Located off the A710 on the way to Dumfries, Mabie Forest is one of the world class 7stanes mountain bike venues. The forest isn’t just for mountain bikers though. You’ll find an adventure playground for the kids and beautiful trails for walkers, one of which is suitable for wheelchair users and prams. We enjoyed discovering the sawmill, stumbling upon one of the 7stanes in the middle of a beautiful forest and taking in the sights of and sounds of the stunning scenery.
Unfortunately, due to the pandemic, Sweetheart Abbey is currently closed, but you can still walk around the periphery of the grounds, including the cemetery which is located next to it. Due to structural problems, there is currently scaffolding on the main tower, but it is still worth stopping off in the village of New Abbey where Sweetheart Abbey is located. The village also boasts a a Corn Mill (also currently closed due to COVID-19), stunning trails up to Waterloo Monument and the Criffel and a friendly village shop where you can pick up newspapers, drinks, snacks and toys for the kids.
Mabie Farm Park
Mabie Farm Park is a popular spot for the kids, again, located on the A710 towards Dumfries. If you’ve had enough of the sea and sand, head here for donkey rides, animal feeding, soft play, outdoor adventure play, train rides and much more! Mabie Farm Park is around 20 minutes away by car.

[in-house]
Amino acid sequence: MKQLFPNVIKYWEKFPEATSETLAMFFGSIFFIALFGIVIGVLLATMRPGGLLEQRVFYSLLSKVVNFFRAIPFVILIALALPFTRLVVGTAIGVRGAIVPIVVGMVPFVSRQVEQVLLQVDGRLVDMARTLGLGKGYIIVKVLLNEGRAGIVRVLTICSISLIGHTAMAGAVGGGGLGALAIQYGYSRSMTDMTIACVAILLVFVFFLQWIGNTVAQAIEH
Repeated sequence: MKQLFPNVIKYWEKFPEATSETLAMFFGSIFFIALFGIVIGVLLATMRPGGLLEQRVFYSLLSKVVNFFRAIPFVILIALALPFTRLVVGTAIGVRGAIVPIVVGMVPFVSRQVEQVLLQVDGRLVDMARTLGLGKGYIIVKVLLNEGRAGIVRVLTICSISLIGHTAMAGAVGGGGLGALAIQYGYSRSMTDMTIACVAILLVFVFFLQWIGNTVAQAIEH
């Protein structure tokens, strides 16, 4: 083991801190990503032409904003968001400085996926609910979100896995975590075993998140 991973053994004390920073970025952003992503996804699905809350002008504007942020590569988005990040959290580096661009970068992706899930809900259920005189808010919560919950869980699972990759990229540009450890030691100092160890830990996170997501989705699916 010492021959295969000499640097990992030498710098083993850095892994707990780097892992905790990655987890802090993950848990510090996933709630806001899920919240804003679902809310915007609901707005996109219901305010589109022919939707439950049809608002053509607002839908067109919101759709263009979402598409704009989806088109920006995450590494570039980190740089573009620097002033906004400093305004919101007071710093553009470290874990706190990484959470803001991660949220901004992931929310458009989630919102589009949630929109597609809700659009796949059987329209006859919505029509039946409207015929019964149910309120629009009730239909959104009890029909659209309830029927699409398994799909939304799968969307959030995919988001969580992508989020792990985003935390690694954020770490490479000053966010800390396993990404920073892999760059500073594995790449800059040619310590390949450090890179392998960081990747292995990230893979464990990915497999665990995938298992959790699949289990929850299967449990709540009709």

Fifteen minutes further along the A710, heading away from Dumfries, is Sandyhills beach. This beach is much more golden than Southerness and here you can find coastal trails perfect for advanced walkers. Parking costs £3 for the day. Make sure to bring a picnic!
Mersehead RSPB is a short 12 minute drive away from Southerness and a fun day out for the whole family. It is free for members and non-members alike, (although there is a parking charge of £3 for non members). Situated on the Solway coast, it is a haven for birds, amphibians and reptiles, insects and some mammals. A must visit for nature lovers and the kids will love the games and trails.
Dalbeattie Forest is yet another of the 7stanes in this area and is located around 25 minutes away from Southerness. Just like Mabie Forest, Dalbeattie is a great spot for bikers and walkers. The town of Dalbeattie is a great spot to stop for lunch with a range of pubs, cafes and takeaways to choose from.